Merch, Minimalism, and Revering the Earth

Humans are the only animal that leaves its trash everywhere is a phrase with many variants. I often see it online set against photographs of foxes choking on plastic bags, dead gulls’ stomachs burst open with straws and legos, or the ocean as it exists today outside of the polished documentaries, plastic bobbing up and down while fish attempt to swim through it. In those moments, it seems like this statement is true.

And then I walk outside. In winter, I see the remnants of nests. In spring, I look down at the bird shit in patches on sidewalks. I watch a cat hairball-vomit and walk onward. The paths I take through the park are covered in trees’ seeds and the myriad traces of other animals that have been there before me. And then I go to the documentaries, where animals continue to litter, their waste not confined to bins, but littered across the ground. In the ocean, shells, bones, and bodies litter the surface of the deep, and shells eventually become limestone. Human beings want to believe that we are exceptional — in this case exceptionally inconsiderate and wasteful — and yet, that’s not actually what is happening here. 

We’re the only species that is deliberately chucking waste products made of novel nonbiodegradable materials like plastics that, to be blunt, f–k other species (and ourselves) up. We are the ones who, in under a century, went from beautiful products created by companies priding themselves on producing things that would last to a throwaway culture with fast fashion and this constant drive to replace things. I watch Mrs. America, Hidden Figures, Carol, created today, and films from those periods themselves and am struck by the wood, metal, and general solidity of everything people used. I think about all of the bad experiences with furniture I have ever had as an adult and how all of them have been with mass-produced composite materials that were not designed to last, the things that I was/am able to afford as a graduate student and early-career professional and as an early-30s adult who continues to pay down student loans. Especially with things that are necessary and within our budgets, we, and not the companies, are blamed for mass-produced things being of bad quality when we all know perfectly well that the human workers and their robotic assistants in those factories can be given better templates.

I think about religion and myth: Demeter and Erysichthon, or the nymph and Erysichthon, the greed of Midas, the destruction of sacred groves, and the transformation in the human mind from the world as a sacred agalma of the Gods to an exploitable product that contains no inherent divinity or value rooted in Christianity’s iconoclasm and antitheism.

I also think about minimalism and its criticisms. One of the biggest and most valid ones I have heard is not related to economics — I mean, we all know that wealthier white men will become the face of any movement regardless of who is actually in it — but the process of decluttering itself. One has to amass that clutter in the first place. We collect the plastic action figures and the polyester clothes, the thermometers that will break a month after we purchase them, the mementos and status symbols, by necessity or convenience or desire. We reach a tipping point, and then we purge what we own, sending it to the landfill or Goodwill or shelters. Out of sight, out of mind.

But there is also another point, and that’s related to growing up. So much of what I decluttered over the years was stuff related to who I thought I was when I was a teenager and earlier in my young adulthood. We buy things because we are trying to figure out who we are, and we cannot conceive of ourselves moving on after we acculturate to something.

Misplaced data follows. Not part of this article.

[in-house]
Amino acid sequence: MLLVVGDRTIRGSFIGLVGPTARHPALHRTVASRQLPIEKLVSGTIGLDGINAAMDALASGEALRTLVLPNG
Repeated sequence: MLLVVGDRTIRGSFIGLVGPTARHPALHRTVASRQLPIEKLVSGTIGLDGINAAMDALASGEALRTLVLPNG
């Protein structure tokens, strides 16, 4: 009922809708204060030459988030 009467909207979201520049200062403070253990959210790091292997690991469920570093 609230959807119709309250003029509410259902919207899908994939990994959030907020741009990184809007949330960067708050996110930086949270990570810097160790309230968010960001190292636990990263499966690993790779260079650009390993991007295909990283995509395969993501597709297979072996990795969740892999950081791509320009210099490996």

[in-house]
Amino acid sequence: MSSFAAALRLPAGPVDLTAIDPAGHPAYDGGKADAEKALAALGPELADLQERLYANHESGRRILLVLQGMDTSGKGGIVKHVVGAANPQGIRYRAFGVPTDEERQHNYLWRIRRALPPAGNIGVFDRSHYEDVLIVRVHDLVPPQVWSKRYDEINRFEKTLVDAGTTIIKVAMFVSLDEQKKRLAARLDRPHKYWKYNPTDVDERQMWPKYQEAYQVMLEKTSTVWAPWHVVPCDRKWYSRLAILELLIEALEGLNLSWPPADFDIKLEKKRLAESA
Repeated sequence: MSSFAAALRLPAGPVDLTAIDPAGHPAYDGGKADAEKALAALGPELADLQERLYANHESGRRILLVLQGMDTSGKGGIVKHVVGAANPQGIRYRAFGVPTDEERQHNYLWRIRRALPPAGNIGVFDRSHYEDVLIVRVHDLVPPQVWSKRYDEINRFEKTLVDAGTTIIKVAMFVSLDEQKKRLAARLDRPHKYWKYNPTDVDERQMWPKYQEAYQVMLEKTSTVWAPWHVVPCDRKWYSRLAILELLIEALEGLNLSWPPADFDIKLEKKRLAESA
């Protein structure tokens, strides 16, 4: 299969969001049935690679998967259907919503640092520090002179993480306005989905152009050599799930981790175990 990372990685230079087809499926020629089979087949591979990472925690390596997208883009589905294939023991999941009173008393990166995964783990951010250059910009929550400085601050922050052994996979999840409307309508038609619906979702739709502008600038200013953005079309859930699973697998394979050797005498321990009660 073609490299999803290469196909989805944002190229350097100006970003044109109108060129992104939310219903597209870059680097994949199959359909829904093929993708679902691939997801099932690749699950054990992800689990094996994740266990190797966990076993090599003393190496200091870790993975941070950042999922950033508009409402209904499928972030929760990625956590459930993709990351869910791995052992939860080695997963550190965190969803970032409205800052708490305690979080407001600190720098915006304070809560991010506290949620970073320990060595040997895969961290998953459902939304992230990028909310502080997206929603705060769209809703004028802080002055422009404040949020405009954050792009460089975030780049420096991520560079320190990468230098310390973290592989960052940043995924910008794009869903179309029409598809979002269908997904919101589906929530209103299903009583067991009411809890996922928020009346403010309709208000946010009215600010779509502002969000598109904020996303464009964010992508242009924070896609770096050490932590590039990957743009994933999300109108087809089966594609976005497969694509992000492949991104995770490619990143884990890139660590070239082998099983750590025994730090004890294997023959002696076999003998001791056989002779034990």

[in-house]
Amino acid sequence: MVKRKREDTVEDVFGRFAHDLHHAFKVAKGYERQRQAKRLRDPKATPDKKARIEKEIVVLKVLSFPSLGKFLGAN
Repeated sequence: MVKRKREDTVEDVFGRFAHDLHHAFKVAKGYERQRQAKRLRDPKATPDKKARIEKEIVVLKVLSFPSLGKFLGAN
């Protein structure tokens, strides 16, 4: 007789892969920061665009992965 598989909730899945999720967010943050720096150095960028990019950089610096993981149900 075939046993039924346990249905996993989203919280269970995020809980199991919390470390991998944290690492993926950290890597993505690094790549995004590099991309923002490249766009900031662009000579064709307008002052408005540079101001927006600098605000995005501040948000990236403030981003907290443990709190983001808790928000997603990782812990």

In other posts I’ve made about merch and consumerism, I have wrestled a lot with this paradox without really addressing it directly. This is a process that everyone goes through, so how can we build changes into our cultures that make our sensemaking processes more sustainable? And how do we avoid being proscriptive buzzkills to people who are still figuring themselves out and who want maximalist spaces?

I mean, saying “don’t do this” is too easy. It’s like explaining what chocolate tastes like to someone who has never eaten it. Firsthand experience is a far better teacher than some 33-year-old blogger telling you how to approach your sensemaking process more sustainably. 

I’ve said elsewhere that, like Dionysos enraptured by his reflection in the mirror, we see ourselves in media and advertising, and we risk overidentifying with and building our environments around these scattered identities instead of around our own human lives (the life of an animal gifted with speech, tekhnē, and anxiety) and our own individual lives (giving us our personality and preferences).

We are also individuals in communities, and communities have status symbols. Capitalism and consumerism in this millennium have exploited our feelings of lack and need for belonging by telling us that if we have the right “merch,” we can achieve fitting in, and we can signal to others that we are part of this magical group of people who “fit in” to whatever lifestyle is on offer. I need an enamel pin to signal that I belong in every group that I am in, someone says, but I don’t have enough room on my day-bag, it’s so stressful to have all of this merch. People working from home during the pandemic said, Shit, I want to show that I’m knowledgeable, I need to buy a bookshelf and stuff it with bulk-purchased books that I will never read to show this status. Polytheists looking at the opulent images (or, to be honest, those other images where people are trying way too hard to look like they are in metal band cover art instead of spending their time on the actual prayer and sacrifice) think, I need to have all of this stuff before I can even practice, this is so stressful, how am I ever going to be able to afford it, I need all of this to show that I’m serious and that I belong. Minimalists worry, How can I be minimalist if I think the white walls look like a horror movie and I like floral patterns and lush art, I need to change myself to fit this idea that others have of what I need to be.